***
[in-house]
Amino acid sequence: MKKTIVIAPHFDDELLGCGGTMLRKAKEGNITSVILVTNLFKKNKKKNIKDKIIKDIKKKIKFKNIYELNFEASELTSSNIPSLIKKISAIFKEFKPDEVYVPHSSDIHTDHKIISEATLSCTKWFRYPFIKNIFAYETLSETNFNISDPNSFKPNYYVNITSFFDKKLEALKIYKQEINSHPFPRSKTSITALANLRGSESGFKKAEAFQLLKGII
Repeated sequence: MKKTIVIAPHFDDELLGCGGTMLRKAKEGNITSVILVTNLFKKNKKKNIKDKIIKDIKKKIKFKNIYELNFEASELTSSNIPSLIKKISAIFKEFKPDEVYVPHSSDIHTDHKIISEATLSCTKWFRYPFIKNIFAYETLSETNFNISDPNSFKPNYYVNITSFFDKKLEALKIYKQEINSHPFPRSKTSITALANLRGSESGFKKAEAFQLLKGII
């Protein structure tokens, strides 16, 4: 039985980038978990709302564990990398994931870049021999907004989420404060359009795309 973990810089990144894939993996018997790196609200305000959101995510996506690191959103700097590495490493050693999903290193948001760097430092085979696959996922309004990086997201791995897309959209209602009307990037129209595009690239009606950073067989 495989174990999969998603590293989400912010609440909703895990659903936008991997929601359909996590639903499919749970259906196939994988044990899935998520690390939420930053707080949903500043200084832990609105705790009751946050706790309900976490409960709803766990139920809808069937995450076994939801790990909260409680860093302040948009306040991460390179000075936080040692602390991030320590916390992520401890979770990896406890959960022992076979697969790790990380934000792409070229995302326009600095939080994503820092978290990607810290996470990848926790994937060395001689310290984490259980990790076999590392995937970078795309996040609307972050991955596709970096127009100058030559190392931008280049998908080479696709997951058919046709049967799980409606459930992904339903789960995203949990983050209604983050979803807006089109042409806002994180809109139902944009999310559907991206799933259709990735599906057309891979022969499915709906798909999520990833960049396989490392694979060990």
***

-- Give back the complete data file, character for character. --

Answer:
[in-house]
Amino acid sequence: MKKTIVIAPHFDDELLGCGGTMLRKAKEGNITSVILVTNLFKKNKKKNIKDKIIKDIKKKIKFKNIYELNFEASELTSSNIPSLIKKISAIFKEFKPDEVYVPHSSDIHTDHKIISEATLSCTKWFRYPFIKNIFAYETLSETNFNISDPNSFKPNYYVNITSFFDKKLEALKIYKQEINSHPFPRSKTSITALANLRGSESGFKKAEAFQLLKGII
Repeated sequence: MKKTIVIAPHFDDELLGCGGTMLRKAKEGNITSVILVTNLFKKNKKKNIKDKIIKDIKKKIKFKNIYELNFEASELTSSNIPSLIKKISAIFKEFKPDEVYVPHSSDIHTDHKIISEATLSCTKWFRYPFIKNIFAYETLSETNFNISDPNSFKPNYYVNITSFFDKKLEALKIYKQEINSHPFPRSKTSITALANLRGSESGFKKAEAFQLLKGII
């Protein structure tokens, strides 16, 4: 039985980038978990709302564990990398994931870049021999907004989420404060359009795309 973990810089990144894939993996018997790196609200305000959101995510996506690191959103700097590495490493050693999903290193948001760097430092085979696959996922309004990086997201791995897309959209209602009307990037129209595009690239009606950073067989 495989174990999969998603590293989400912010609440909703895990659903936008991997929601359909996590639903499919749970259906196939994988044990899935998520690390939420930053707080949903500043200084832990609105705790009751946050706790309900976490409960709803766990139920809808069937995450076994939801790990909260409680860093302040948009306040991460390179000075936080040692602390991030320590916390992520401890979770990896406890959960022992076979697969790790990380934000792409070229995302326009600095939080994503820092978290990607810290996470990848926790994937060395001689310290984490259980990790076999590392995937970078795309996040609307972050991955596709970096127009100058030559190392931008280049998908080479696709997951058919046709049967799980409606459930992904339903789960995203949990983050209604983050979803807006089109042409806002994180809109139902944009999310559907991206799933259709990735599906057309891979022969499915709906798909999520990833960049396989490392694979060990």